EJO: And Stand And Deliver, which was right in the middle of Miami Vice. I shot that in 1987, and we were shooting Miami Vice from 1984 through 1989. I did another movie during that period of time. They gave me a nonexclusive contract, which is unheard of. I’m very thankful that they did. I told Michael Mann, “I really can’t do your show. I would love to, but I can’t because sign an exclusive contract. But if you want to use me for four or five episodes, please do.” And he said, “Well, no, they want you to be exclusive.” They were going to pay me a lot of money, and I still said no. Finally they came back and said, “Okay, you got it. You have a nonexclusive contract and you have creative control of your character.” I said, “Okay. And I’ll take the last offer you made, which was for the most money.” [Laughs.] It was quite an experience. I was so grateful for the security; Michael told everyone “Hey, Edward has creative control of his character.”
Stand And Deliver (1988)—“Jaime Escalante”
American Me (1992)—“Montoya Santana”
AVC: These two movies really represent different types of storytelling. You’ve given a lot of consideration to what’s positive representation, while also leaving room for stories that aren’t so positive. But they’re both authentic in their own ways.
EJO: These are both true stories, in the same barrio, the same community. I even brought one of the characters that was in Stand And Deliver to American Me: Danny Villareal. He plays Little Puppet, the boy that gets killed in American Me. He played Finger Man in Stand And Deliver, the guy when he says, “I know the ones, I know how to multiply the ones, my twos.” And then he gives me the finger. “And then the threes.” [Laughs.] And I said, “Oh, Finger Man. I’m the Finger Man, too.” So you get to see how what an amazing character and person Jaime Escalante was by the things that he would do. All those things were his. And it’s amazing. American Me is about the same kids, the same types of kids, but these are the ones that didn’t go to school, they went to prison. And having Danny occupy both those worlds just years apart really drove that home, that these kids come from the same place but end up on different paths. I’m very grateful he was so well rounded. Stand And Deliver was his first role. Then when he got offered American Me, he was ready.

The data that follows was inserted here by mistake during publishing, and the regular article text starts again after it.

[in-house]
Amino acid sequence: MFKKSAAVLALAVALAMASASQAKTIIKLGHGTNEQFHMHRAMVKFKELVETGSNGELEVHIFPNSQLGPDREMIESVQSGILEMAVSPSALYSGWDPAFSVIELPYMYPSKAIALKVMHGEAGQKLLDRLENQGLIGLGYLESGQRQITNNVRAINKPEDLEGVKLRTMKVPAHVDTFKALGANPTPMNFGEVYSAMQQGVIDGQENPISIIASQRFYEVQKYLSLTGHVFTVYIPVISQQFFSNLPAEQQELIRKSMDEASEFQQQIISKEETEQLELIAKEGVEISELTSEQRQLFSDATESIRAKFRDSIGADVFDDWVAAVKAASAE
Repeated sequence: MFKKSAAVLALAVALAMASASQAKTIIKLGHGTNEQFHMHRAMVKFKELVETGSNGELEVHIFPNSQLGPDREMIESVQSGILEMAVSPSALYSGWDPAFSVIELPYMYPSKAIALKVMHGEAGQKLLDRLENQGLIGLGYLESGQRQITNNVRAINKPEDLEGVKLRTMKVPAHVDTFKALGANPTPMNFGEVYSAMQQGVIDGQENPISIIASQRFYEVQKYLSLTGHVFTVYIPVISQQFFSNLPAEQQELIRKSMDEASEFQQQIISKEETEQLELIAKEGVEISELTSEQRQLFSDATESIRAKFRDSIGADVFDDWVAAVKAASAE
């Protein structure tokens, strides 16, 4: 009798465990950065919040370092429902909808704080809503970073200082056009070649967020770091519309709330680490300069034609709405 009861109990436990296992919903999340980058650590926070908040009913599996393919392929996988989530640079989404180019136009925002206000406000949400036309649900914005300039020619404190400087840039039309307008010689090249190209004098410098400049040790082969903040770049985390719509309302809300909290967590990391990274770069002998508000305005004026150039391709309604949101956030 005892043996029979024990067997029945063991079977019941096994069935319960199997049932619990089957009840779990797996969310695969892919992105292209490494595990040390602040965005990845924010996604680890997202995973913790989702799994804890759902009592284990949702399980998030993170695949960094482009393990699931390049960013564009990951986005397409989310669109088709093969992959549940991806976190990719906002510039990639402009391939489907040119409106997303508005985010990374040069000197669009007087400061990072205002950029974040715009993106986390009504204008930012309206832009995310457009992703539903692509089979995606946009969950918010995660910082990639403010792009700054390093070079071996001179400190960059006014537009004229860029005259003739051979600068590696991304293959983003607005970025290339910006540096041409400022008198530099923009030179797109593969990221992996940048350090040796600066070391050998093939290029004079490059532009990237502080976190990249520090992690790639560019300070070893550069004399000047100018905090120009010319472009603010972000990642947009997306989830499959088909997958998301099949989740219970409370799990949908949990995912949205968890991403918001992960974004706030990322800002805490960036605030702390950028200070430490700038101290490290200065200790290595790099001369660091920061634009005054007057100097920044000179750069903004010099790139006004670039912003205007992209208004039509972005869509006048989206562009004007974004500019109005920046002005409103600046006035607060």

My Family (1995)—“Paco”
Selena (1997)—“Abraham Quintanilla”
American Family, American Family: Journey Of Dreams (2002-2004)—“Jess Gonzalez”
AVC: Working with Gregory Nava, you’ve gone from My Family to Selena to American Family, which was the first broadcast drama with a predominantly Latinx cast. What has made that creative partnership so fruitful for you both?